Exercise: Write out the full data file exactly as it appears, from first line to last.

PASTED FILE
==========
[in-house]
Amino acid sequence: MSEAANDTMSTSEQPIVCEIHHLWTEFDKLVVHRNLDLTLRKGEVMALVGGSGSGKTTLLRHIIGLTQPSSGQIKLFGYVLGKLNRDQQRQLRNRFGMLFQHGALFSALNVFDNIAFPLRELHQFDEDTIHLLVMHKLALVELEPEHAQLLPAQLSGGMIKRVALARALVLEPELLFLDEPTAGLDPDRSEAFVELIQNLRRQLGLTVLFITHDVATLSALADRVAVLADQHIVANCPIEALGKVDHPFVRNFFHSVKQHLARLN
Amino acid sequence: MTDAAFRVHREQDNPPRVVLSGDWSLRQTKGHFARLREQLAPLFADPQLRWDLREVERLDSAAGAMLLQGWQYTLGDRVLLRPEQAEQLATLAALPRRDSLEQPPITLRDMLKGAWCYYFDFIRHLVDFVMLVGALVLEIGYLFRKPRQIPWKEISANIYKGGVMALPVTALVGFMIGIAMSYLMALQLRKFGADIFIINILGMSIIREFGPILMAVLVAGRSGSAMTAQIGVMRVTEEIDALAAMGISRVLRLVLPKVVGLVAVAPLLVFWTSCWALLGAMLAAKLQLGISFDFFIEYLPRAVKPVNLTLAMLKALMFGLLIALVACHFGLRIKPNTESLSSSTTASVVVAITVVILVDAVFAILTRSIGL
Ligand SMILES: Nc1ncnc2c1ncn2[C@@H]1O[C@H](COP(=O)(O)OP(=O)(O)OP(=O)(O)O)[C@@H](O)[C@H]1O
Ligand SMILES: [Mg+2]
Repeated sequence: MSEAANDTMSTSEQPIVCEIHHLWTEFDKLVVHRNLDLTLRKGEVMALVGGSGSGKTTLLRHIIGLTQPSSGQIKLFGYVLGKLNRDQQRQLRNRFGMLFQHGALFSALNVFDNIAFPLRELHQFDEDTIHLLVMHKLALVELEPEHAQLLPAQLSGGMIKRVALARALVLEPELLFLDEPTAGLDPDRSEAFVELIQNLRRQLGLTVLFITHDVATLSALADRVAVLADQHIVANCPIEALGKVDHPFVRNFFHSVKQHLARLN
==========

[in-house]
Amino acid sequence: MSEAANDTMSTSEQPIVCEIHHLWTEFDKLVVHRNLDLTLRKGEVMALVGGSGSGKTTLLRHIIGLTQPSSGQIKLFGYVLGKLNRDQQRQLRNRFGMLFQHGALFSALNVFDNIAFPLRELHQFDEDTIHLLVMHKLALVELEPEHAQLLPAQLSGGMIKRVALARALVLEPELLFLDEPTAGLDPDRSEAFVELIQNLRRQLGLTVLFITHDVATLSALADRVAVLADQHIVANCPIEALGKVDHPFVRNFFHSVKQHLARLN
Amino acid sequence: MTDAAFRVHREQDNPPRVVLSGDWSLRQTKGHFARLREQLAPLFADPQLRWDLREVERLDSAAGAMLLQGWQYTLGDRVLLRPEQAEQLATLAALPRRDSLEQPPITLRDMLKGAWCYYFDFIRHLVDFVMLVGALVLEIGYLFRKPRQIPWKEISANIYKGGVMALPVTALVGFMIGIAMSYLMALQLRKFGADIFIINILGMSIIREFGPILMAVLVAGRSGSAMTAQIGVMRVTEEIDALAAMGISRVLRLVLPKVVGLVAVAPLLVFWTSCWALLGAMLAAKLQLGISFDFFIEYLPRAVKPVNLTLAMLKALMFGLLIALVACHFGLRIKPNTESLSSSTTASVVVAITVVILVDAVFAILTRSIGL
Ligand SMILES: Nc1ncnc2c1ncn2[C@@H]1O[C@H](COP(=O)(O)OP(=O)(O)OP(=O)(O)O)[C@@H](O)[C@H]1O
Ligand SMILES: [Mg+2]
Repeated sequence: MSEAANDTMSTSEQPIVCEIHHLWTEFDKLVVHRNLDLTLRKGEVMALVGGSGSGKTTLLRHIIGLTQPSSGQIKLFGYVLGKLNRDQQRQLRNRFGMLFQHGALFSALNVFDNIAFPLRELHQFDEDTIHLLVMHKLALVELEPEHAQLLPAQLSGGMIKRVALARALVLEPELLFLDEPTAGLDPDRSEAFVELIQNLRRQLGLTVLFITHDVATLSALADRVAVLADQHIVANCPIEALGKVDHPFVRNFFHSVKQHLARLN